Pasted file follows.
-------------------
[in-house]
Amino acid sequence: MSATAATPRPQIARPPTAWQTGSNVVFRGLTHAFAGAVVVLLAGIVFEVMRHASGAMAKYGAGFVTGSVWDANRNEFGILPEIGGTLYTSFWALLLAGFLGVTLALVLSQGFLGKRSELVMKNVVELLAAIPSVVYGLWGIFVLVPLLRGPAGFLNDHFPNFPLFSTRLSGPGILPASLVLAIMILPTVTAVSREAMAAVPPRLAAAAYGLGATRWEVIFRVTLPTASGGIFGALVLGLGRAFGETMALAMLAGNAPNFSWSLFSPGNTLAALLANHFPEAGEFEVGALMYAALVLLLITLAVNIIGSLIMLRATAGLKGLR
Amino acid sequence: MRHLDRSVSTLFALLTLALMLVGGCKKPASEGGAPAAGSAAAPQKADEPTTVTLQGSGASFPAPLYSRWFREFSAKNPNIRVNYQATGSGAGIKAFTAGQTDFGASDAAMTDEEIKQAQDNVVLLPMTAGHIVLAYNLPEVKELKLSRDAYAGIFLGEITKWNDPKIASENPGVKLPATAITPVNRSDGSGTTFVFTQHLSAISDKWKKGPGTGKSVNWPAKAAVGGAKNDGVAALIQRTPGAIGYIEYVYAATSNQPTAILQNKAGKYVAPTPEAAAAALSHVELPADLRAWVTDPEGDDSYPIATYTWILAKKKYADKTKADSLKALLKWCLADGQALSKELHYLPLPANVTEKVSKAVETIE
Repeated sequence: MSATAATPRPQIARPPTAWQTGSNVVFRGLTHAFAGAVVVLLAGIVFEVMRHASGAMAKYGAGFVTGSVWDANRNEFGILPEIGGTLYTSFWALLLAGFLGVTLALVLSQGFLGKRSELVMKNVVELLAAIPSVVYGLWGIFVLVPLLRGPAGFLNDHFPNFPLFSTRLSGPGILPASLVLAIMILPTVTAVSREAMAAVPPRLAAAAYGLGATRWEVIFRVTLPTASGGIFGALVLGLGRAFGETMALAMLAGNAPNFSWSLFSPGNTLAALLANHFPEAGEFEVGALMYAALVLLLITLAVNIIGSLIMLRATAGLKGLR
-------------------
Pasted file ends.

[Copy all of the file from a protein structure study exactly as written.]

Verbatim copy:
[in-house]
Amino acid sequence: MSATAATPRPQIARPPTAWQTGSNVVFRGLTHAFAGAVVVLLAGIVFEVMRHASGAMAKYGAGFVTGSVWDANRNEFGILPEIGGTLYTSFWALLLAGFLGVTLALVLSQGFLGKRSELVMKNVVELLAAIPSVVYGLWGIFVLVPLLRGPAGFLNDHFPNFPLFSTRLSGPGILPASLVLAIMILPTVTAVSREAMAAVPPRLAAAAYGLGATRWEVIFRVTLPTASGGIFGALVLGLGRAFGETMALAMLAGNAPNFSWSLFSPGNTLAALLANHFPEAGEFEVGALMYAALVLLLITLAVNIIGSLIMLRATAGLKGLR
Amino acid sequence: MRHLDRSVSTLFALLTLALMLVGGCKKPASEGGAPAAGSAAAPQKADEPTTVTLQGSGASFPAPLYSRWFREFSAKNPNIRVNYQATGSGAGIKAFTAGQTDFGASDAAMTDEEIKQAQDNVVLLPMTAGHIVLAYNLPEVKELKLSRDAYAGIFLGEITKWNDPKIASENPGVKLPATAITPVNRSDGSGTTFVFTQHLSAISDKWKKGPGTGKSVNWPAKAAVGGAKNDGVAALIQRTPGAIGYIEYVYAATSNQPTAILQNKAGKYVAPTPEAAAAALSHVELPADLRAWVTDPEGDDSYPIATYTWILAKKKYADKTKADSLKALLKWCLADGQALSKELHYLPLPANVTEKVSKAVETIE
Repeated sequence: MSATAATPRPQIARPPTAWQTGSNVVFRGLTHAFAGAVVVLLAGIVFEVMRHASGAMAKYGAGFVTGSVWDANRNEFGILPEIGGTLYTSFWALLLAGFLGVTLALVLSQGFLGKRSELVMKNVVELLAAIPSVVYGLWGIFVLVPLLRGPAGFLNDHFPNFPLFSTRLSGPGILPASLVLAIMILPTVTAVSREAMAAVPPRLAAAAYGLGATRWEVIFRVTLPTASGGIFGALVLGLGRAFGETMALAMLAGNAPNFSWSLFSPGNTLAALLANHFPEAGEFEVGALMYAALVLLLITLAVNIIGSLIMLRATAGLKGLR